Mmmmmm…Homemade Parmesan Bread
My Mom always talked about making bread “in the old days” when she was a kid. Coming from the beginning of the convenience era, it really never occurred to me to make my own bread from scratch. After all, if you didn’t want grocery store bread, in Ann Arbor you had Zingerman’s, Great Harvest, Ed’s bread, to name a few, so why make it yourself? But then my husband bought me a Kitchen Aid mixer (remember, I featured it in a post about tools I couldn’t live without), and I decided to try some bread recipes. I have had some success with wheat bread and pizza dough, but I usually make bread in the fall or winter.
While looking for some new recipes, this recipe caught my eye because a dear friend has a weakness for two things: bread and Parmesan cheese. I could make her lava cakes, rich tortes, gooey candy, any kind of luscious dessert and she would turn it down. But put some fresh Parmesan cheese and homemade bread in front of her and she can’t resist! So when I saw this recipe, I thought, “hmmmmm…best of both worlds…gotta try it.”
If you don’t have a mixer, you can still make this bread…I’ve included both instructions.
This bread is really delicious and it makes two loaves. So next time I make it, one loaf will be delivered to my friend.
Homemade Parmesan Bread
- Two envelopes active dry yeast
- 1 ¼ cups lukewarm water
- 2/3 cup nonfat dry milk *
- 1 cup plus 1 tablespoon freshly grated Parmesan cheese, divided
- 1 large egg, lightly beaten
- 1 tablespoon extra-virgin olive oil
- 2 teaspoons sugar
- 1 ½ teaspoons salt
- ½ teaspoon cayenne pepper
- 3 ¾ – 4 cups all-purpose flour, divided
- 1 large egg white, lightly beaten, for glazing the bread
Delicious, homemade, Parmesan bread
- Dissolve the yeast in water in a large bowl. Stir in nonfat dry milk, 1 cup Parmesan cheese, 1 whole egg, olive oil, sugar, salt, cayenne, and 3 cups of the flour. Beat well with a wooden spoon (or, if you have a mixer with a dough hook, mix it on speed 2 or 3). If using the mixer, add the flour gradually if you don’t want it to “snow” flour in your kitchen!
- When mixed well, gradually add enough of the remaining flour until the dough pulls away from the sides of the bowl.
- If making without the mixer, turn the dough onto a lightly floured work surface and knead it until the dough is smooth, elastic, and only slightly sticky. (If using the mixer, knead it by running it on speed 2 until you get the results described above.)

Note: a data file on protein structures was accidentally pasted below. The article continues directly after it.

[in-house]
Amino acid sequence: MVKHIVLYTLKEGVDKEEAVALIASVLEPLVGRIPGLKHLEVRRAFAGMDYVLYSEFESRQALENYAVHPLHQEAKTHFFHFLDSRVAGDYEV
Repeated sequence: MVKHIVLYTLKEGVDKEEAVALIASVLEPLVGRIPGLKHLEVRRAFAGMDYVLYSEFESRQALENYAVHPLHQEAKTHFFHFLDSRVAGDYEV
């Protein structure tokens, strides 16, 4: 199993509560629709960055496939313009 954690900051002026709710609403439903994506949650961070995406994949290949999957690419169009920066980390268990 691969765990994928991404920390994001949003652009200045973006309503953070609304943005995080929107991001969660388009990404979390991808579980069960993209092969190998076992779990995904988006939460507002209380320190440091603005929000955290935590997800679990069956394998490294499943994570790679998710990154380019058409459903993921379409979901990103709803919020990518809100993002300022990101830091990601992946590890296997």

- Place the dough in a lightly oiled bowl, turning the dough to coat, and cover with plastic wrap or a thick towel. Let it rise in a warm place (out if the way of air conditioning vents, windows, or other drafty areas), until doubled in size, about 1 ½ hours.
- Punch down the dough (literally punch it in the middle to take the air out of it), and turn it out onto a floured work surface.
- Divide it in half and shape each half into a ball.
- Place balls of dough on an oiled baking sheet, cover loosely with plastic wrap, and let rise until doubled, 30-40 minutes.
- Preheat the oven to 350°F.
- Brush the risen loaves with egg white.
- With a sharp knife, make three ½-inch-deep slashes in each loaf.
- Sprinkle loaves with the remaining tablespoon of Parmesan cheese.
- Bake until the loaves sound hollow when tapped on the bottom, about 25-35 minutes.
- Cool on a wire rack.
- *Non-fat dry milk is usually sold in big boxes that may last you a lifetime, if you aren’t going to make bread every week. But I did find a one-cup or so package at Meijer’s. I’m sure other grocery stores also carry these small packs. I read that the dry milk works better for breads of all kinds, so I’m not including a liquid milk substitute, although I am sure one exists.
- If you have never kneaded dough, allrecipes.com has a good video that should help.
I couldn’t wait and I cut into my bread when it was warm. It’s delicious with regular butter…would also be delicious with herb butter, but I didn’t want to mask the taste of the Parmesan.
This is a pretty easy recipe…so give it a try. It’s worth the effort!